The left-leaning publication that posted the secretly-recorded videos of Mitt Romney that included his controversial "47 percent" comments is online with a new, older video where the GOP candidate describes a mission to "harvest" small businesses while at Bain Capital, the private equity firm he founded.
Mother Jones posted video taken in 1985 of Romney describing how the his firm was formed and the company's goal to buy stakes in start-up businesses, manage them for between five and eight years and then "harvest them at a significant profit."
"Bain Capital is an investment partnership which was formed to invest in startup companies and on-going companies, then to take an active hand in managing them and hopefully, five to eight years later, to harvest them at a significant profit," said Romney in the video posted to Mother Jones' website Thursday.
While campaigning, Romney has touted jobs created as a result of his time as founder and CEO of Bain Capital, buying and managing various smaller companies. The latest video, however, suggests a different objective for the companies-a means to generate profit.
Mother Jones said the latest video was part of a CD-ROM compiled in 1998 celebrating the 25th anniversary of Bain & Company, the parent company to Romney's private equity firm.
Mother Jones posted the first video earlier this month, which showed Romney speaking candidly to a group of top-dollar donors at a private fund-raiser in May about the "47 percent" of Americans he said who would automatically vote for President Barack Obama because they are dependent on government and consider themselves "victims," among other controversial comments.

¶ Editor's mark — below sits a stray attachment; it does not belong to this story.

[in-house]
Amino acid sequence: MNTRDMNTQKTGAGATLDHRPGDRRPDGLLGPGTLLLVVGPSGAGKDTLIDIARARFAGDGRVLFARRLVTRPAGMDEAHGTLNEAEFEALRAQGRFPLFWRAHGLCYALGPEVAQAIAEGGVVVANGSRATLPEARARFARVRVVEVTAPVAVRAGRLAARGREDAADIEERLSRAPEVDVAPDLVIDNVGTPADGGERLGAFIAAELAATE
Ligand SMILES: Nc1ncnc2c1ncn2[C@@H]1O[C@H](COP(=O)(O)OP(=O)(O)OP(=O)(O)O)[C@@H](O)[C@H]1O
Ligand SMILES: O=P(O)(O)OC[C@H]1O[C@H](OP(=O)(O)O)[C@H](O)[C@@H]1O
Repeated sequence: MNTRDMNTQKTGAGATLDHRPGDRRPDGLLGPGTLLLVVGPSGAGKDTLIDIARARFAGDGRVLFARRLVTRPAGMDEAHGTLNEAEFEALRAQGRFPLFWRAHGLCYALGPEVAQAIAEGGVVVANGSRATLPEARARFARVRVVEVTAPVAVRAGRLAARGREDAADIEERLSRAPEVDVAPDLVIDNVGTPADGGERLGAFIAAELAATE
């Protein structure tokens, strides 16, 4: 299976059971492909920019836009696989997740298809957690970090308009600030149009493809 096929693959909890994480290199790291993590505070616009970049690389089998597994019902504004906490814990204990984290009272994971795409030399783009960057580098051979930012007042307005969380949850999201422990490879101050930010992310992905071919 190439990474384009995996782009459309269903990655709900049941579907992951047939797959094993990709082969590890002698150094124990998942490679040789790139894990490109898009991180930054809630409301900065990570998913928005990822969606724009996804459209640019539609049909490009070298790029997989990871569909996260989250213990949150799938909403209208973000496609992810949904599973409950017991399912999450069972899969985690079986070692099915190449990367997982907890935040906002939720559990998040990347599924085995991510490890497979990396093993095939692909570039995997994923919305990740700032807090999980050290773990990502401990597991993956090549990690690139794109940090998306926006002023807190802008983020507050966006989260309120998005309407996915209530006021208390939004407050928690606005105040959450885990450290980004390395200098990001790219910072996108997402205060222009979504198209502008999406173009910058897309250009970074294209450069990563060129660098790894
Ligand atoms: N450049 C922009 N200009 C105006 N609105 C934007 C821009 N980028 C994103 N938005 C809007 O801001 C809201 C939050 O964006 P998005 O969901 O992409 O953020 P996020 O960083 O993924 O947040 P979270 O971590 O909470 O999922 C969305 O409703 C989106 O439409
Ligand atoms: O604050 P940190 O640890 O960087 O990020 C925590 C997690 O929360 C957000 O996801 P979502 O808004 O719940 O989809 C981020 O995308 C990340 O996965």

"There are 47 percent of the people who will vote for the president no matter what," Romney said in one of the previously posted clips that generated a firestorm of criticism from both Democrats and Republicans. "There are 47 percent who are with him, who are dependent on government, who believe that, that they are victims, who believe that government has the responsibility to care for them. Who believe that they are entitled to health care, to food, to housing."
Democrats took off with Romney's "47 percent" comments using the footage in political ads to criticize the Republican presidential hopeful for writing off nearly half of the American population.
Romney responded to the criticism saying that he cares for "100 percent" of Americans and admitted his remarks were "not elegantly stated," though ultimately defending the crux of his argument.
"We have a very different approach - the president and I - between a government-dominated society and a society driven by free people pursuing their dreams," Romney said at a press conference with reporters after the secretly recorded fund-raiser videos were posted.
The Romney campaign responded to the latest video asserting that Romney's tenure with the company helped save jobs at struggling companies.
"In addition to starting new businesses, Mitt Romney helped build Bain Capital by turning around broken companies, creating and saving thousands of jobs. The problem today is that President Obama hasn't been able to turn around our economy in the same way," said Romney campaign spokeswoman Amanda Henneberg.
In May, Obama also took Romney to task for his time at Bain Capital saying his Republican opponent's experience in the private sector does anything but qualify him for the White House.
"When you're president, as opposed to the head of a private equity firm, then your job is not simply to maximize profits. Your job is to figure out how everybody in the country has a fair shot," the president said during a press conference at the NATO summit in Chicago.